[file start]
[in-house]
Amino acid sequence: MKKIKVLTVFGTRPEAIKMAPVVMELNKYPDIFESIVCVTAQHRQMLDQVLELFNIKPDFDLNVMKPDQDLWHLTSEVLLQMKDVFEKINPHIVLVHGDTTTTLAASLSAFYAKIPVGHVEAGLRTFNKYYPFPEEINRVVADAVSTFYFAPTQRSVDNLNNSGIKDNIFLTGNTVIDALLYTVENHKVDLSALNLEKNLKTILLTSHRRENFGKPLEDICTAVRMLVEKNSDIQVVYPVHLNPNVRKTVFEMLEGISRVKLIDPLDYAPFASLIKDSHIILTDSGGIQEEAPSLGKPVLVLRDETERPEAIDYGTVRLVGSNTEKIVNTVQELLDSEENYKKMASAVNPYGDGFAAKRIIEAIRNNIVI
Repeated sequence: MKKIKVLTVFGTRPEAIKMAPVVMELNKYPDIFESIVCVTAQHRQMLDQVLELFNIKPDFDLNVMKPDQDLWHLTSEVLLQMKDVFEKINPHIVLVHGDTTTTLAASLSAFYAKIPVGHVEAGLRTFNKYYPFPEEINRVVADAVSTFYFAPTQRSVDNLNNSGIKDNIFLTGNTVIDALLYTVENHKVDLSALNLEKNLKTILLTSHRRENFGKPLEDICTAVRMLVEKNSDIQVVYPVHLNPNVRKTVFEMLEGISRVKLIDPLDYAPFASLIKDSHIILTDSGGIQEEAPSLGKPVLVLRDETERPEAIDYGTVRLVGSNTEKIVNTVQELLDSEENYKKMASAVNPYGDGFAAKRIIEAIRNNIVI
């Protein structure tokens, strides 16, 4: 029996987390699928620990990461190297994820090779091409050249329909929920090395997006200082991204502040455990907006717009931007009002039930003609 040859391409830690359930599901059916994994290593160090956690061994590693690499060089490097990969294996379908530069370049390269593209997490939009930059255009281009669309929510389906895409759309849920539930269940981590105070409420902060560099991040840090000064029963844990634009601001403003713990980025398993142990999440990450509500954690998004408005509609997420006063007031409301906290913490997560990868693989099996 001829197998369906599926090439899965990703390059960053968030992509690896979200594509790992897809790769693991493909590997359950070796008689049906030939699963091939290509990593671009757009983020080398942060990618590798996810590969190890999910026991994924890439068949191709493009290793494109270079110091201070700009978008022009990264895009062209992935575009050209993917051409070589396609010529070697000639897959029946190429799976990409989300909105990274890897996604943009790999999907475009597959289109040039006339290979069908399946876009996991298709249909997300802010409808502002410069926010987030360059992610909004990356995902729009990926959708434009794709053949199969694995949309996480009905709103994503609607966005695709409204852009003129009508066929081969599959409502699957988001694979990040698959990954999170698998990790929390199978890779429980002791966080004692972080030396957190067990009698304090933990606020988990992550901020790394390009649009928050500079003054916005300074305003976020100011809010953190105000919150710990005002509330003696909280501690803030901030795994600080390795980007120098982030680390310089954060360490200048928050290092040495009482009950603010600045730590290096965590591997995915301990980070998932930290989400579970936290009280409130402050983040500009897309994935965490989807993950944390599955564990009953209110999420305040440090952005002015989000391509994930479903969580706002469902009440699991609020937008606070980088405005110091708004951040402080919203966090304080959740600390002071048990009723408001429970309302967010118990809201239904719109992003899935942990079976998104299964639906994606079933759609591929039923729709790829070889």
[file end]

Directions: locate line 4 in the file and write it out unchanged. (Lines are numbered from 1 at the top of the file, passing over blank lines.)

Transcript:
């Protein structure tokens, strides 16, 4: 029996987390699928620990990461190297994820090779091409050249329909929920090395997006200082991204502040455990907006717009931007009002039930003609 040859391409830690359930599901059916994994290593160090956690061994590693690499060089490097990969294996379908530069370049390269593209997490939009930059255009281009669309929510389906895409759309849920539930269940981590105070409420902060560099991040840090000064029963844990634009601001403003713990980025398993142990999440990450509500954690998004408005509609997420006063007031409301906290913490997560990868693989099996 001829197998369906599926090439899965990703390059960053968030992509690896979200594509790992897809790769693991493909590997359950070796008689049906030939699963091939290509990593671009757009983020080398942060990618590798996810590969190890999910026991994924890439068949191709493009290793494109270079110091201070700009978008022009990264895009062209992935575009050209993917051409070589396609010529070697000639897959029946190429799976990409989300909105990274890897996604943009790999999907475009597959289109040039006339290979069908399946876009996991298709249909997300802010409808502002410069926010987030360059992610909004990356995902729009990926959708434009794709053949199969694995949309996480009905709103994503609607966005695709409204852009003129009508066929081969599959409502699957988001694979990040698959990954999170698998990790929390199978890779429980002791966080004692972080030396957190067990009698304090933990606020988990992550901020790394390009649009928050500079003054916005300074305003976020100011809010953190105000919150710990005002509330003696909280501690803030901030795994600080390795980007120098982030680390310089954060360490200048928050290092040495009482009950603010600045730590290096965590591997995915301990980070998932930290989400579970936290009280409130402050983040500009897309994935965490989807993950944390599955564990009953209110999420305040440090952005002015989000391509994930479903969580706002469902009440699991609020937008606070980088405005110091708004951040402080919203966090304080959740600390002071048990009723408001429970309302967010118990809201239904719109992003899935942990079976998104299964639906994606079933759609591929039923729709790829070889």